We then tried the Champignones alla Caponata (s./ 38), good-sized mushrooms covered with an exquisite creamy sauce that had a pinch of spice that brought out all its flavors making this dish to die for. It was not only the team’s favorite of the day, but it turns out that it is one of the most sold dishes.
Los Ravioles en Salsa de Chupe (s./ 48) came next. This time Peru and Italy were brought together in this wonderful experiment that was a joy to our senses. The color of the sauce was intense and beautiful, and its taste remarkable, the ravioli were cooked al dente as I like them and filled with Charela fish, some huacatay sauce, loche squash and a mix of cheeses; a small fried egg laid on top as it is characteristic in every chupe, and altogether the dish was a success.
We also tried the Ricotto con Lomo Saltado (s./ 54), another Italian-Peruvian fusion dish. The rice with its red pepper sauce was well grained while the juicy lomo saltado was agreeable with its crunchy big onion slices.
There is no Italian food restaurant without pizza.
We had the Pizza Luigina, a thin crust pizza made with a mix of cheese, peppers, mushrooms, basil, and onions. The pizza had a slightly sweet and pleasant flavor. From Monday to Thursday in the evenings, this establishment offers an all you can eat Pizza Bar for s./ 39.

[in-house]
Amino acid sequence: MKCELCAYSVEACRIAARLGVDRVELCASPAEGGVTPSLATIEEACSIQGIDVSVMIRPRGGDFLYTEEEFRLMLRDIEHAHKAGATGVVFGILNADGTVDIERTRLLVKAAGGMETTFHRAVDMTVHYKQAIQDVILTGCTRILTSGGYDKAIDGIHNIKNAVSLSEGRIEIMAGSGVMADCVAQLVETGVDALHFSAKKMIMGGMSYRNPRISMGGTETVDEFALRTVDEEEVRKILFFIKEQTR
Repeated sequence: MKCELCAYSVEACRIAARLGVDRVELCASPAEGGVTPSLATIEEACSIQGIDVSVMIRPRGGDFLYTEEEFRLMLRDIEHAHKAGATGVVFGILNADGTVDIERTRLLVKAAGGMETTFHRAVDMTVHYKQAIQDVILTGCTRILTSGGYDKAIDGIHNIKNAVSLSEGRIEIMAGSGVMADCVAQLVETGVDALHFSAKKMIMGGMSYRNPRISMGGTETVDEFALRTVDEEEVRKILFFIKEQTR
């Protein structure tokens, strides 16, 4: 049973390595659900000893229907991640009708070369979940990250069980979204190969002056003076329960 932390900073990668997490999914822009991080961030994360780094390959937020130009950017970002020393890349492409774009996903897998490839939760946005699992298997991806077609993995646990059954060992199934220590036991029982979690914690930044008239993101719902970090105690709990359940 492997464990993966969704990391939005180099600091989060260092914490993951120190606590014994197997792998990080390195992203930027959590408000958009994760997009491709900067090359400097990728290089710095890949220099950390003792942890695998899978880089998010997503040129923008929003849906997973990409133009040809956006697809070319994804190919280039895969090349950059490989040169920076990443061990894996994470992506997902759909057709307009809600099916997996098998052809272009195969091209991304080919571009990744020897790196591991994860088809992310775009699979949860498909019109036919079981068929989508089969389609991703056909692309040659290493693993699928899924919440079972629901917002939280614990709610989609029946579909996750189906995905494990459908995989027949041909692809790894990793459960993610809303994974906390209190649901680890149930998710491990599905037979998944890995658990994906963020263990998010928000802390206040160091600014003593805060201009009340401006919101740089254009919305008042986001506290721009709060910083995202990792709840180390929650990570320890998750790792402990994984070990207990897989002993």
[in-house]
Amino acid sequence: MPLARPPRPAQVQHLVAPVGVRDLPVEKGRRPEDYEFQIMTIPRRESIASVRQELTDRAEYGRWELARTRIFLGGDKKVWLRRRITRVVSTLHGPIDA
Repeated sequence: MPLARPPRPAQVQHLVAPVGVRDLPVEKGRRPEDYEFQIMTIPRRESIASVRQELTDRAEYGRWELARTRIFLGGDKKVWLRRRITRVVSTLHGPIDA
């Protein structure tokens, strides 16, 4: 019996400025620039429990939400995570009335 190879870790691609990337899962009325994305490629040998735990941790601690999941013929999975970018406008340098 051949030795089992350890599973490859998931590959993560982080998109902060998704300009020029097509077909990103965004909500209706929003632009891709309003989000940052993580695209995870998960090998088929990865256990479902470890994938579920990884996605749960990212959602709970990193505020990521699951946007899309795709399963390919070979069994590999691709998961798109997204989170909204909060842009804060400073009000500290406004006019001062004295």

It was time for dessert and we tried the Profiterol (s./ 24), a big dish containing several of these fine pastry balls filled with fudge, covered with wonderful Nutella sauce and served with a scoop of homemade lucuma ice cream. I was never a fan of profiteroles but this one made me change my mind as together with the ice cream they were out-of-this-world good!
We also had the Gelato Moka (s./ 22), a scoop of dense coffee and cocoa ice-cream mixed with meringues and bathed in an Andean tumbo coulis. I have never been a fan of coffee ice-cream but this time I couldn’t stop eating it.
The last dessert was the Crespella de la Tia de Suzzettes (s./22), three good-sized crepes flambéed with brandy and served with homemade mandarin ice-cream. They were good but perhaps overly sweet.
Our experience at La Forchetta was definitely a good one and I would certainly recommend you to pay a visit. And mind you, the restaurant allows customers to bring their own bottle at no cost.
La Forchetta – Trattoria Griglia
28 de Julio 1420 Miraflores
Opening hours – Monday to Thursday 12.30 -15.30, 19.30-22.30, Friday –Saturday 12.30-15.30, 19.30-23.30 and Sundays 12.30 -17.00
Parking – yes
Lunch buffet – s.49 – Monday to Saturday
Pizza Bar – s./39 – Monday to Thursday 7.30 to 10.30 pm
After Office – Monday to Friday 7 to 9 pm
Beverages – S/5 –12
Cocktails – S/ 24-32
Beer – S/10-20
Antipasti – S/ 22-48
Salads- S/ 26-30
Soups – S/ 24-32
Pizzas- S/ 42-54
Pastas and Risottos – S/ 34-58
Fish – S/ 54
Dessert – S/ 18-24
Cover Photo Image: Ravioles in Salsa de Chupe de Camarones (Photo Maria Alejandra Baraybar/Living in Peru)